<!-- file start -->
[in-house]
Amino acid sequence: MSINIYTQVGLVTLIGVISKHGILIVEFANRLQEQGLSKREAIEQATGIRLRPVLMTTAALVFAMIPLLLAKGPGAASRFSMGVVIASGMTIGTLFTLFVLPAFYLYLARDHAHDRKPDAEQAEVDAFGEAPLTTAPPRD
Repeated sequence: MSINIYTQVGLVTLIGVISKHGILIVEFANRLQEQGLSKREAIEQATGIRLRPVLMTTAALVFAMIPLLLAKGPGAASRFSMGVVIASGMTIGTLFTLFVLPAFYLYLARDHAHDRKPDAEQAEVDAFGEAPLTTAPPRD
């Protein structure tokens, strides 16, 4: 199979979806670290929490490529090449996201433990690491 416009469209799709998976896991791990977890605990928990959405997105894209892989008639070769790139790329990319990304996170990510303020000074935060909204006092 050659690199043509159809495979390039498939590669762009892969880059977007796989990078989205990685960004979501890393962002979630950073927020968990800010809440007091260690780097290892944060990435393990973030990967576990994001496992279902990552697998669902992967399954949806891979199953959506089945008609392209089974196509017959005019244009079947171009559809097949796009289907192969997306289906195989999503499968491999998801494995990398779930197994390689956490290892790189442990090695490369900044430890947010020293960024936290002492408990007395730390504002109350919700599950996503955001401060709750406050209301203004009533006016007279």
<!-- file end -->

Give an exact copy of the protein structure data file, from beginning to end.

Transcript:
[in-house]
Amino acid sequence: MSINIYTQVGLVTLIGVISKHGILIVEFANRLQEQGLSKREAIEQATGIRLRPVLMTTAALVFAMIPLLLAKGPGAASRFSMGVVIASGMTIGTLFTLFVLPAFYLYLARDHAHDRKPDAEQAEVDAFGEAPLTTAPPRD
Repeated sequence: MSINIYTQVGLVTLIGVISKHGILIVEFANRLQEQGLSKREAIEQATGIRLRPVLMTTAALVFAMIPLLLAKGPGAASRFSMGVVIASGMTIGTLFTLFVLPAFYLYLARDHAHDRKPDAEQAEVDAFGEAPLTTAPPRD
């Protein structure tokens, strides 16, 4: 199979979806670290929490490529090449996201433990690491 416009469209799709998976896991791990977890605990928990959405997105894209892989008639070769790139790329990319990304996170990510303020000074935060909204006092 050659690199043509159809495979390039498939590669762009892969880059977007796989990078989205990685960004979501890393962002979630950073927020968990800010809440007091260690780097290892944060990435393990973030990967576990994001496992279902990552697998669902992967399954949806891979199953959506089945008609392209089974196509017959005019244009079947171009559809097949796009289907192969997306289906195989999503499968491999998801494995990398779930197994390689956490290892790189442990090695490369900044430890947010020293960024936290002492408990007395730390504002109350919700599950996503955001401060709750406050209301203004009533006016007279």